Does glyphosate formulation affect the control of glyphosate resistant weeds?
Author: Peter Boutsalis (Plant Science Consulting P/L; University of Adelaide), Jenna Malone (University of Adelaide), Gurjeet Gill (University of Adelaide) and Christopher Preston (University of Adelaide) | Date: 06 Mar 2018
Call to action/take home messages
- Glyphosate products differ in their effectiveness.
- Some glyphosate products are more effective on certain weed species than others.
- The choice of wetter can improve efficacy of low surfactant loaded products.
- Treating young weeds with quality glyphosate products under cooler conditions at robust label rates can improve control of glyphosate resistant individuals.
The aim of this paper is to discuss findings from initial trials that have identified significant differences between glyphosate products. The composition of salts and surfactants between some glyphosate products vary significantly. Glyphosate is a weak acid and is combined with a positively charged salt to produce a stable commercial formulation. Salts include isopropylamine (IPA), dimethylamine, trimesium and potassium.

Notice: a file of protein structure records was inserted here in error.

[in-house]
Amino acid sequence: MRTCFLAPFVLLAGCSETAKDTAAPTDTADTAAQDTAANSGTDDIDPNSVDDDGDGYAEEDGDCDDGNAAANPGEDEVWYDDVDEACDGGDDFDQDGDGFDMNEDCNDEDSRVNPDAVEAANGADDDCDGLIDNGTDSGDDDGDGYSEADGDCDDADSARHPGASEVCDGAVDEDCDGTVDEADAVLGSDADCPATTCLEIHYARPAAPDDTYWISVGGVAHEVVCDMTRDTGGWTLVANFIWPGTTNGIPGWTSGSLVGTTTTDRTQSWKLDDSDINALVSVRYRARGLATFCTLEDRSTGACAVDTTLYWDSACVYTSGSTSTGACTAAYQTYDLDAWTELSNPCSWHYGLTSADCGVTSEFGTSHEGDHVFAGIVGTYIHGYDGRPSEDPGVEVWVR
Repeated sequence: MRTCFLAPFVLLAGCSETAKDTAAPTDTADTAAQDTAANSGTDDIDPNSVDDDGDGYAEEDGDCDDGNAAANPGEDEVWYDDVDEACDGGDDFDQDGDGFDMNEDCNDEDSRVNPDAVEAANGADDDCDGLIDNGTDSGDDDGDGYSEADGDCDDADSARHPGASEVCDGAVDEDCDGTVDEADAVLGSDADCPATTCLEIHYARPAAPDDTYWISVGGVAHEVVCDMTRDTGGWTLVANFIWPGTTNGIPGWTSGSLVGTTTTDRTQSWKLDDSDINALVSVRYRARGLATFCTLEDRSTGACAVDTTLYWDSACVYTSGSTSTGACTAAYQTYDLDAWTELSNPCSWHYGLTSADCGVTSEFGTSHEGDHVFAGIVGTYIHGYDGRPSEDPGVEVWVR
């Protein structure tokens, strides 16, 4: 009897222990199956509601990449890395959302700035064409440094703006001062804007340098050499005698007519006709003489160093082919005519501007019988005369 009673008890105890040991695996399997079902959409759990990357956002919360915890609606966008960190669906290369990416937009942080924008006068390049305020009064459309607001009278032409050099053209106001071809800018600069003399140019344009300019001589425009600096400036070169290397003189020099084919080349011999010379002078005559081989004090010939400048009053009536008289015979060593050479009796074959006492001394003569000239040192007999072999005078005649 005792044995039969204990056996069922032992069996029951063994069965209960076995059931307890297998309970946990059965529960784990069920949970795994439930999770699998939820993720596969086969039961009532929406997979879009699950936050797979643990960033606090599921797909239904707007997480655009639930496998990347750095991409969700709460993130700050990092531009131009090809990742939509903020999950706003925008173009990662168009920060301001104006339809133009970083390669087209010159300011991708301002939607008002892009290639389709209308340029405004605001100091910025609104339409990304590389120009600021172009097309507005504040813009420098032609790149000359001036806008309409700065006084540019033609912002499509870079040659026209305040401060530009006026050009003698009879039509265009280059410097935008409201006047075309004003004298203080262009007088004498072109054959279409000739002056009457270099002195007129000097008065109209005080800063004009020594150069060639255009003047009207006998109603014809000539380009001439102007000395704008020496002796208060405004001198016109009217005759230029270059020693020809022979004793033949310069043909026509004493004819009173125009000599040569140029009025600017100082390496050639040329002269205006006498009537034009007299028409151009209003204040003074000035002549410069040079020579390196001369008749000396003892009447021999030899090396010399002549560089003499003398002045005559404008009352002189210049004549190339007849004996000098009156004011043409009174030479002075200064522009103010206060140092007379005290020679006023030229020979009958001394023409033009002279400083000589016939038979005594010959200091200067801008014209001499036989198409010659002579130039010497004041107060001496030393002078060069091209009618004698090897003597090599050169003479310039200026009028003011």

The salt type can affect the maximum glyphosate loading. For example, potassium salts enable higher load formulations compared to IPA salts. Salt composition can also affect compatibility with tank-mixed agricultural products. Another major component of glyphosate products are surfactants such as tallow amines, quaternary amines, betaines and polyglucosides. Surfactant choice can alter the rate of diffusion of glyphosate through leaf cuticles and impact entry rates via stomata.
Glyphosate products can be categorised as “fully loaded” or “partially loaded” depending on the surfactant concentration. A fully loaded product contains at least 15% surfactant. Partially loaded products contain lower concentrations of surfactants and may require additional surfactant (wetter) to improve weed control in some situations. More information can be found in the GRDC Adjuvants Booklet.
Increased glyphosate resistance is being detected in key weed species in the northern and southern cropping zones. In the northern cropping zone, the most common glyphosate resistant weed species include barnyard grass (108 confirmed cases), fleabane (51), sowthistle (23), and liverseed grass (4). The actual number of resistant cases is likely to be much higher. More information should be available soon from recent GRDC random weed surveys conducted in the northern zone. In the southern zone, between 2-5% of the 2250 paddocks recently surveyed as part of GRDC random weed surveys contain glyphosate resistant ryegrass.
Differences between glyphosate products